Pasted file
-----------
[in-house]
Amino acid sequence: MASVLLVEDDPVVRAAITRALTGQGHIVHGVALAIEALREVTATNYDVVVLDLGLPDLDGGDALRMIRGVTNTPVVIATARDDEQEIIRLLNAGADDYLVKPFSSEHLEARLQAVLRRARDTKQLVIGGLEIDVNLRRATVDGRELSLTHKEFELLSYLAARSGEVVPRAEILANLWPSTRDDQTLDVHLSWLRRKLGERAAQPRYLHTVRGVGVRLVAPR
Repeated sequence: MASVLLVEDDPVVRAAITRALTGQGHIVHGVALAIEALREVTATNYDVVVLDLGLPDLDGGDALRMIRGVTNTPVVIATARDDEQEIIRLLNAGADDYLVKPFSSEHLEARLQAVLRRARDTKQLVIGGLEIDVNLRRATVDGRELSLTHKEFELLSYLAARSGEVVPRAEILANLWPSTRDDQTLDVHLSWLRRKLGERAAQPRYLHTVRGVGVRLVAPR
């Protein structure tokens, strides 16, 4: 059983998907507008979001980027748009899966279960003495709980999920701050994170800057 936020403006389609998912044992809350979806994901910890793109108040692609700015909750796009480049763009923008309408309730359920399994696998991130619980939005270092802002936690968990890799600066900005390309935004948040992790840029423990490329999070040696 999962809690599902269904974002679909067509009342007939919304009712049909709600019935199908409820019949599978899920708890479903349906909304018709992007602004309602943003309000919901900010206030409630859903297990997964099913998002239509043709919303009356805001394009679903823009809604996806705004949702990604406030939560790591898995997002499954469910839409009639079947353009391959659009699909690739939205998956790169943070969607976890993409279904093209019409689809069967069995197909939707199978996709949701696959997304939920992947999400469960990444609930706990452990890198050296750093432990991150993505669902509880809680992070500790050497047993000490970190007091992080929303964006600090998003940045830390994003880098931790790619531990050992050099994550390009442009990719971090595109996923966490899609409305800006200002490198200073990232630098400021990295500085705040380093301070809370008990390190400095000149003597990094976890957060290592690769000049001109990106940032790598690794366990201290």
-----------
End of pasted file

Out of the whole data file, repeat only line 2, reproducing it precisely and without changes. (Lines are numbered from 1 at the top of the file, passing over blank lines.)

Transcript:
Amino acid sequence: MASVLLVEDDPVVRAAITRALTGQGHIVHGVALAIEALREVTATNYDVVVLDLGLPDLDGGDALRMIRGVTNTPVVIATARDDEQEIIRLLNAGADDYLVKPFSSEHLEARLQAVLRRARDTKQLVIGGLEIDVNLRRATVDGRELSLTHKEFELLSYLAARSGEVVPRAEILANLWPSTRDDQTLDVHLSWLRRKLGERAAQPRYLHTVRGVGVRLVAPR